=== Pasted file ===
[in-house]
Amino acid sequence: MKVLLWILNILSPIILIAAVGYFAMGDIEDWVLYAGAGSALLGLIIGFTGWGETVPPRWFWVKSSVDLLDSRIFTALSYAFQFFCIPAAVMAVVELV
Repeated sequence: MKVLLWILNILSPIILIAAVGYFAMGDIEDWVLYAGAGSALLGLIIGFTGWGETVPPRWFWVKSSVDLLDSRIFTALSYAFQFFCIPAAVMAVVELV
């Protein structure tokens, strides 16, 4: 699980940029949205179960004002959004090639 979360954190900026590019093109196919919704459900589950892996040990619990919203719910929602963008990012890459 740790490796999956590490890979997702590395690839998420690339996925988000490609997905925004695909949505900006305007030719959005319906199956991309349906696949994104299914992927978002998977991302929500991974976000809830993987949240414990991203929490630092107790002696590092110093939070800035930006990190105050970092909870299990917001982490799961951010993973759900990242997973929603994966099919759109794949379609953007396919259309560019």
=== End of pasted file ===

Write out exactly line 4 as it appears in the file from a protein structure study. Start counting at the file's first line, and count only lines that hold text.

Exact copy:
């Protein structure tokens, strides 16, 4: 699980940029949205179960004002959004090639 979360954190900026590019093109196919919704459900589950892996040990619990919203719910929602963008990012890459 740790490796999956590490890979997702590395690839998420690339996925988000490609997905925004695909949505900006305007030719959005319906199956991309349906696949994104299914992927978002998977991302929500991974976000809830993987949240414990991203929490630092107790002696590092110093939070800035930006990190105050970092909870299990917001982490799961951010993973759900990242997973929603994966099919759109794949379609953007396919259309560019």